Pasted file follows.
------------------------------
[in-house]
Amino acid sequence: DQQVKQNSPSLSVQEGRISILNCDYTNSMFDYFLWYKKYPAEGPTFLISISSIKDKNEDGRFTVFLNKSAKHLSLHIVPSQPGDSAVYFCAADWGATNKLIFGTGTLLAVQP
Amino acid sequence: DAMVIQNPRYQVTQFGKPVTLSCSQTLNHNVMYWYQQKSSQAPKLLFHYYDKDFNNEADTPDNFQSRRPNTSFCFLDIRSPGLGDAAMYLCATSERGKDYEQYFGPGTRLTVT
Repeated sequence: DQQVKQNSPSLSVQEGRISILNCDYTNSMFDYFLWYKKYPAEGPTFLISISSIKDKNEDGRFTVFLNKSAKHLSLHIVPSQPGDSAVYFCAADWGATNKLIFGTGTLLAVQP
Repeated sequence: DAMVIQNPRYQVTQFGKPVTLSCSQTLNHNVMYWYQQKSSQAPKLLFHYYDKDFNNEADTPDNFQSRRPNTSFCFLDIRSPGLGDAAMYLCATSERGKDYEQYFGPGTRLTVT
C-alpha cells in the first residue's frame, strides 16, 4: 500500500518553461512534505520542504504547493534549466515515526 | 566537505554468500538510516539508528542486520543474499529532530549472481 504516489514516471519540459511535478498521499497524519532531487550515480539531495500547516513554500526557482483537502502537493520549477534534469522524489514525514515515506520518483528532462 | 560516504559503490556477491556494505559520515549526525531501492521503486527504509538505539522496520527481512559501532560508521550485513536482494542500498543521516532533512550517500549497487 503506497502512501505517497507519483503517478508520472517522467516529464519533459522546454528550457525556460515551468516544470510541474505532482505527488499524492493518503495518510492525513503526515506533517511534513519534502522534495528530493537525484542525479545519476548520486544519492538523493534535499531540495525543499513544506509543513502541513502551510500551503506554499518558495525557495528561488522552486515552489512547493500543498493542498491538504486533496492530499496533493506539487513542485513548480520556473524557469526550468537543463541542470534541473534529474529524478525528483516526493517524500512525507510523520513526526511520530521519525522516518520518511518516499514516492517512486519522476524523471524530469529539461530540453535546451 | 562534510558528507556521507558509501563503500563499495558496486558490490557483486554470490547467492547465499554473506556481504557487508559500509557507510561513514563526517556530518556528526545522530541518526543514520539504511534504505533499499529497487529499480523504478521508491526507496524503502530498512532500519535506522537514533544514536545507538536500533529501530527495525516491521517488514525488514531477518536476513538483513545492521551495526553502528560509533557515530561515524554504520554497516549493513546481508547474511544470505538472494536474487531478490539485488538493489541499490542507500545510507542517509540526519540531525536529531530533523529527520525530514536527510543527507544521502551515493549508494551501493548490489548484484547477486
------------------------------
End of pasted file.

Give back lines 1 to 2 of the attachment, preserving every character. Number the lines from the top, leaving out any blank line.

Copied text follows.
[in-house]
Amino acid sequence: DQQVKQNSPSLSVQEGRISILNCDYTNSMFDYFLWYKKYPAEGPTFLISISSIKDKNEDGRFTVFLNKSAKHLSLHIVPSQPGDSAVYFCAADWGATNKLIFGTGTLLAVQP